Thirteen years ago, after Casey and I let the cat out of the bag and told everyone we were engaged, we were both bombarded with marriage tips. Some of that advice was good advice and some of that advice was… not good advice. Unfortunately for us, we didn’t know which tips were good tips and which tips were bad tips. We had to learn through trial and error, and some of those learning experiences almost cost us our marriage–and many nights of sleep.
I’m sure that some of the advice is good for other couples, but it was just plain bad advice for us. And I’m also sure that some of the advice I would give to a newlywed couple would turn out to be terrible advice for them in the end as well. But some of the tips we received, we’d never give to anyone else regardless of the couple and I have no idea how some of these tips ever passed as good marriage advice in the first place.
Here is my list of the top 10 worst marriage tips that I received before I got married:
First Year is the Worst
We were told over and over again that the first year of marriage is the toughest year. That’s not really true, because for us the first year was pretty easy. It was the second, sixth, and eighth years that were the hardest for us.
Don’t Go to Bed Mad
This was just plain awful advice. We tried really hard for a really long time to not go to bed mad at each other, but often times staying awake until 3 AM trying to workout whatever was wrong just did way more damage to our marriage than was necessary. Sometimes taking a good 12 hours to cool off is far better for the marriage than hashing everything out before going to bed.
The M&M Game
We were told by a few other couples about the M&M game. The game consisted of putting an M&M in a jar each time we did the, uh, wild monkey dance together throughout the first year of marriage. And then after the first year of marriage was over we were supposed to take an M&M out of the jar each time we did the hokey pokey. We were told we would never be able to get all of the M&Ms out of the jar. Seems like a stupid little game that not many people play, but it put far too much pressure on our marriage in that little department and it caused all kinds of problems that didn’t get worked out until year 8 of our marriage.
Don’t Marry for Love
I was told not to marry the person I love but to learn to love the person I marry. Sorry, but I don’t know how a marriage can last unless you at least have some love that existed prior to getting married. Marriage is too hard and too important to just enter it with anyone just hoping to fall in love with that person at some point in the future.
Say Yes Ma’am
I was told I needed to learn to say “yes ma’am” to everything Casey wanted. The crux of the tip was that the wife should win all arguments and get whatever she wants whenever she wants it. I’m a full believer in a happy wife makes for a happy home, but sheesh, no way would our marriage work if I had to say yes ma’am to everything Casey wanted–we’d be moving onto our second bankruptcy by now.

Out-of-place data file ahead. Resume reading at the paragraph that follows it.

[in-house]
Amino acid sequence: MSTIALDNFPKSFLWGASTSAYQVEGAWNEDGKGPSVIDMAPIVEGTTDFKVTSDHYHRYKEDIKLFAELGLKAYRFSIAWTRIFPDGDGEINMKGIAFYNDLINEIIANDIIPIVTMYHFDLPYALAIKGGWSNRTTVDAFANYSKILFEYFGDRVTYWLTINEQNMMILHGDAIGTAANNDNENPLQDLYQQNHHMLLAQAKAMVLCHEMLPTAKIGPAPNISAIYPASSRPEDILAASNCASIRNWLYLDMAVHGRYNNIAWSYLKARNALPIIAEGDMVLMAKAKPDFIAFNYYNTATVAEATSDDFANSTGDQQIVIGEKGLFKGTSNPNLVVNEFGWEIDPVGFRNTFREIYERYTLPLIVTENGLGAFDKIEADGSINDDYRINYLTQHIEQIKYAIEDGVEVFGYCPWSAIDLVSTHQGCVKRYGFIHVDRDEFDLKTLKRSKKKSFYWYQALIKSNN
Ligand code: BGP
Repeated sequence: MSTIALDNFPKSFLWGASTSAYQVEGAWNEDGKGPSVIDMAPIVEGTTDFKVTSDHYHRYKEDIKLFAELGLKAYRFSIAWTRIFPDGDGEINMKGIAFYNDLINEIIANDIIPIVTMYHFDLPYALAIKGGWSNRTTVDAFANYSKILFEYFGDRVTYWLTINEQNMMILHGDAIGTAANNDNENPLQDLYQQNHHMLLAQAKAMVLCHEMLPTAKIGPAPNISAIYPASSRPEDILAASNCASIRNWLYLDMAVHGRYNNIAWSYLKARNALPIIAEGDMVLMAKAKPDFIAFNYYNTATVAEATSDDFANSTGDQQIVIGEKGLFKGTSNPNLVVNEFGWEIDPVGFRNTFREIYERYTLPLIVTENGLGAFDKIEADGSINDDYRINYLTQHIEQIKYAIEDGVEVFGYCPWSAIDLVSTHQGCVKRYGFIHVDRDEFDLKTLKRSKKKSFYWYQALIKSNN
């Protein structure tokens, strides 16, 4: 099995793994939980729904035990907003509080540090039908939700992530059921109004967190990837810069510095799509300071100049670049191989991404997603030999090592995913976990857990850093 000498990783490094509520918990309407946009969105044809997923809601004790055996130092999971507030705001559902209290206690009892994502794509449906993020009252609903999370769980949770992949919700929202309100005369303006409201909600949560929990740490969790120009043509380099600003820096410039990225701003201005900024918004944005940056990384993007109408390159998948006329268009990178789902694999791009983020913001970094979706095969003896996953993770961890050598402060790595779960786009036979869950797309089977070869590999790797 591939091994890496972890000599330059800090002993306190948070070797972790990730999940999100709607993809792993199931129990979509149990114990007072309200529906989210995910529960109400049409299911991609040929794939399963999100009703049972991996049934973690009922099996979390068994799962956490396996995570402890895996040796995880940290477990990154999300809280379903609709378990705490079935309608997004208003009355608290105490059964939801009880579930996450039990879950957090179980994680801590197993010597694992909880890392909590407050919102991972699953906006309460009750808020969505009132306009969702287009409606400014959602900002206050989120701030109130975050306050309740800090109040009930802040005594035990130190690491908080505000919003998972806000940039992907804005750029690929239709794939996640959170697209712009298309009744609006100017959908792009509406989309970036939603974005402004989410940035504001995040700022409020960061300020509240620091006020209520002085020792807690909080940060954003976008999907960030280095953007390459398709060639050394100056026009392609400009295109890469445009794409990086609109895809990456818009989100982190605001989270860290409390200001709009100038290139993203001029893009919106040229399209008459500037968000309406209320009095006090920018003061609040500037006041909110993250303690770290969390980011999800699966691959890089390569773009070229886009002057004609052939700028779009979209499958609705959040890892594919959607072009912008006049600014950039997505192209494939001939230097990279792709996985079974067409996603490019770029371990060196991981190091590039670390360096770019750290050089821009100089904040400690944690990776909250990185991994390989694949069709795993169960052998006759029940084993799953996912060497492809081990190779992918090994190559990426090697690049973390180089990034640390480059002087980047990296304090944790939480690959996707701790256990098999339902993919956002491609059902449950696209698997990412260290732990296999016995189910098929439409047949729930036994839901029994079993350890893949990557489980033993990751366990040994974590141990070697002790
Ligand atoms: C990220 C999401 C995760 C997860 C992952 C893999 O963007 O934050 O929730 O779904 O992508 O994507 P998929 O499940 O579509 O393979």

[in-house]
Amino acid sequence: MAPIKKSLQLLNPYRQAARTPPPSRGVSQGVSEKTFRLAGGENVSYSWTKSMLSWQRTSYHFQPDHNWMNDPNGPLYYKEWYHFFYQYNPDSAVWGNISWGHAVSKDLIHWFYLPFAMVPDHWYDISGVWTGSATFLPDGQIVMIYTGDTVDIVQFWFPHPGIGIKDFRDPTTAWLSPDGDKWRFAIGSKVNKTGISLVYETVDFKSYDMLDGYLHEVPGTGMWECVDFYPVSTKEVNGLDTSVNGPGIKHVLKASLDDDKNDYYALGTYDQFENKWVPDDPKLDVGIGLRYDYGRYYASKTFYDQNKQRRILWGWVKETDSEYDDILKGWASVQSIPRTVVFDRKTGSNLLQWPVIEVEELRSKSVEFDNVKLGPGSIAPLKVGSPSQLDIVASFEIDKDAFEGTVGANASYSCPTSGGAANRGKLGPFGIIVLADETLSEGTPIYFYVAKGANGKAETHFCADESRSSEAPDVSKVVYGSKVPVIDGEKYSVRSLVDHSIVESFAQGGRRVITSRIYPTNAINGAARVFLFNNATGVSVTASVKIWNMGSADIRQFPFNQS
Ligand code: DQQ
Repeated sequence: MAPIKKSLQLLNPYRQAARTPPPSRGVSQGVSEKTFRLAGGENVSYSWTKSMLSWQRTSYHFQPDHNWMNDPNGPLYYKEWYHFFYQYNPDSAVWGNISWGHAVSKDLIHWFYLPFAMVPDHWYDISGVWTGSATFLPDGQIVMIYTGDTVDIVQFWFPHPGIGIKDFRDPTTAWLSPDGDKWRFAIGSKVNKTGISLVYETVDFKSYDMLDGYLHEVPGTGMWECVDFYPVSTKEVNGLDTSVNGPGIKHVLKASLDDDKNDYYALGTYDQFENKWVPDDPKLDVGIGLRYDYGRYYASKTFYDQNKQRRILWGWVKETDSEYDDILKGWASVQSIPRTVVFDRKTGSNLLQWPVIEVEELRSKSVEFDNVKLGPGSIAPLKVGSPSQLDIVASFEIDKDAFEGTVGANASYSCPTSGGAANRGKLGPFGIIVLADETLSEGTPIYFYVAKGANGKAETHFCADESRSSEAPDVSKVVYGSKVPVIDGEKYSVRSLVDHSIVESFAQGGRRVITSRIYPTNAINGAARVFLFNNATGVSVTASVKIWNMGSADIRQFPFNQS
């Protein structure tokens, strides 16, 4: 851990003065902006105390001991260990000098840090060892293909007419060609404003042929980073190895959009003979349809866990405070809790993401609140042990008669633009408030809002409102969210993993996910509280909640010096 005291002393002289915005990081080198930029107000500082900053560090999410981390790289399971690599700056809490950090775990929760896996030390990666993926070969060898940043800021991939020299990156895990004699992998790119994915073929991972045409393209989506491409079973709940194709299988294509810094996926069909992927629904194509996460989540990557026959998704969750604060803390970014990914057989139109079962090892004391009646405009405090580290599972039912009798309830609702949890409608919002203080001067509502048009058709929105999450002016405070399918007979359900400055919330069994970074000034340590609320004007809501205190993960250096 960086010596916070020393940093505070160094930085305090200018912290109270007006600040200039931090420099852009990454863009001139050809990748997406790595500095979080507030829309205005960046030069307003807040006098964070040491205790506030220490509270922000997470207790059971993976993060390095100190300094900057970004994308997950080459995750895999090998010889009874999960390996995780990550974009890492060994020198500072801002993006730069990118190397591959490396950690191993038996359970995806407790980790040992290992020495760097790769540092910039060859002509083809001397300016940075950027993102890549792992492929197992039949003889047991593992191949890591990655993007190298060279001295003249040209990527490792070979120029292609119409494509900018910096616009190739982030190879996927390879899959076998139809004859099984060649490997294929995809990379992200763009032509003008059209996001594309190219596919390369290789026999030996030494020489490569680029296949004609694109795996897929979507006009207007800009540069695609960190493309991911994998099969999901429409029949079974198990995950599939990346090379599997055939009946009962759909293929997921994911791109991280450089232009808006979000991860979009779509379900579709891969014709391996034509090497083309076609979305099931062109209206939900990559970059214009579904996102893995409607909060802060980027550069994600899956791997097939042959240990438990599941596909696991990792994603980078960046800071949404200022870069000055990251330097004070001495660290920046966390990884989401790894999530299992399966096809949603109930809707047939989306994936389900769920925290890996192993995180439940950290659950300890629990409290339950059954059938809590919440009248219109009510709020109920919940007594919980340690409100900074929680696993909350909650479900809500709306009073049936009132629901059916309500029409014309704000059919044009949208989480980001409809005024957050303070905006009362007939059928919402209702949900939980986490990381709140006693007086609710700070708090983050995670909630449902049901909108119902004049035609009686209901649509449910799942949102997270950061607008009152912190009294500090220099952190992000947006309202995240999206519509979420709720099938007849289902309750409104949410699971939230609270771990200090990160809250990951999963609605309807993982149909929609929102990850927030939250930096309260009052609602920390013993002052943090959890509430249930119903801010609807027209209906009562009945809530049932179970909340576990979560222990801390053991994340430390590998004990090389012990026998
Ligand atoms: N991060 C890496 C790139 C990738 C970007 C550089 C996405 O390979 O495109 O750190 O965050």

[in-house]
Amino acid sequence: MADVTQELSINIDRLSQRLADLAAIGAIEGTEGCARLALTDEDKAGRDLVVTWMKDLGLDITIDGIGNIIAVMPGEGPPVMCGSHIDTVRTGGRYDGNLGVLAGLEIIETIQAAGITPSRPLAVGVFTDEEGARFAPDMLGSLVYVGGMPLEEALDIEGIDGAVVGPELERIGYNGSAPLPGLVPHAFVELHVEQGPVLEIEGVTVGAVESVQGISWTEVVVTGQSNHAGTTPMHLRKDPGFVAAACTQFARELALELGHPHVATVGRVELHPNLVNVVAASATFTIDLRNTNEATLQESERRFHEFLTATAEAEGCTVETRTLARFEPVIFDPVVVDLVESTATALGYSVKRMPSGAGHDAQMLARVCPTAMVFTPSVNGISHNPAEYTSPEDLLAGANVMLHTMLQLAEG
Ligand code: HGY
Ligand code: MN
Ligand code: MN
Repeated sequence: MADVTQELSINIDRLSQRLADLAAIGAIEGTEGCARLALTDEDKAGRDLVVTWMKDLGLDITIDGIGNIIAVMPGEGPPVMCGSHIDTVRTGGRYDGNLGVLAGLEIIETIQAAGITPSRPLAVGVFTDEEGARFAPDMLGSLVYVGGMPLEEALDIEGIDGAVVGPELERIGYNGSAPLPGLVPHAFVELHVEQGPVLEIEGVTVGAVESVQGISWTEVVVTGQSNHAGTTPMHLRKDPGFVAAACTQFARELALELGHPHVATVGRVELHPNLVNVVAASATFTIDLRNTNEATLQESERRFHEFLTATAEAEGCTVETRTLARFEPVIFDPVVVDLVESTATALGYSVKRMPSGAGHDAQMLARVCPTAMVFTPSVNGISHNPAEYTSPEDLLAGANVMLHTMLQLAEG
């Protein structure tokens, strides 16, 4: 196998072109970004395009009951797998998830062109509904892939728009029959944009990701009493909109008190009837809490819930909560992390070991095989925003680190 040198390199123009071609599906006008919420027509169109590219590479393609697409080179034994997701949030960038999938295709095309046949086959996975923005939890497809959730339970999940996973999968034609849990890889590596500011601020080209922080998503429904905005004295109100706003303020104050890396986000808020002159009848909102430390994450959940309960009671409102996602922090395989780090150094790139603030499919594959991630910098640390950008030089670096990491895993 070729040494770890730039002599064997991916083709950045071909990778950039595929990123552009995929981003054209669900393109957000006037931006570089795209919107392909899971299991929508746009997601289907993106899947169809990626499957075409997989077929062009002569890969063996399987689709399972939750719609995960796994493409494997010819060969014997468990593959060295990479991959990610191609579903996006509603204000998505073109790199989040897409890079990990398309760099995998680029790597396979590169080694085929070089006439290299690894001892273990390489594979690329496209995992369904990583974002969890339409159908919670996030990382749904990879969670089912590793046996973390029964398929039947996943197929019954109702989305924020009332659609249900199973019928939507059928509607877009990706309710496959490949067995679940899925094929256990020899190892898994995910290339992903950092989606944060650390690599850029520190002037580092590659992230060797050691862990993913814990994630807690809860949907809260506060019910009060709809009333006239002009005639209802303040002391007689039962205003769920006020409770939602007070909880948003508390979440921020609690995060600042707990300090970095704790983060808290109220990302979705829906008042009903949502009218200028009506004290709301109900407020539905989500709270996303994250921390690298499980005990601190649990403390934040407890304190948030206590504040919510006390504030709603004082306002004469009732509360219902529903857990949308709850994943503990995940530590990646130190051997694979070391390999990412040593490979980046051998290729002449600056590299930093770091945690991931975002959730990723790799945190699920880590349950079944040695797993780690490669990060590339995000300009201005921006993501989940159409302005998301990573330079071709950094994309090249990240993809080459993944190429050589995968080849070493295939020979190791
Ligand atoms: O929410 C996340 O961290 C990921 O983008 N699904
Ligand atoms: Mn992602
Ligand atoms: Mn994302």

We were told to take our vitamin T, as in tease, each day. That’s probably good advice for a lot of married couples, but that’s terrible advice for a future husband who could have gotten a doctorate degree in teasing after growing up with nothing but sisters.
Become Financially Sound
I was told to hold off on marriage until I was financially sound. Seems like a tip to help someone avoid the difficult parts of marriage. But here’s the thing: our marriage wouldn’t be nearly as important to us if we hadn’t experienced the difficult points of our marriage. Most of those difficult moments came about because of the financial struggles we had to go through.
Go on a Honeymoon
We were told to go on a honeymoon. If we had it to do all over again we wouldn’t have gone on our honeymoon. Instead, we would have went to some nearby town for a week and saved our money so we could begin an annual tradition of going on a vacation with each other each year.
Generally, not having secrets between each other is good advice, but there are things that should stay secret between each other. Like the time I told Casey her neck was really strong because her head was so big, or the time I told her she didn’t need a second plate of spaghetti. Just like I don’t need to know all the weird things she and her friends talk about–nor do I need to see her use the bathroom. The key is having common sense on what should remain secret and what needs to be discussed.
Have Things in Common
I was told not to marry someone unless I had a lot of things in common with that person. Casey and I couldn’t be anymore different from each other. Casey is an extrovert and I’m an introvert. She loves to dance and I hate to dance. I love to exercise and Casey hates to exercise. I don’t mind a good violent action movie and Casey can’t mentally handle a violent action movie. People constantly comment on how little we have in common with each other. Despite all of that, we love the hell out of each other and love spending time with each other. Turns out all we needed in common was the love we shared for each other.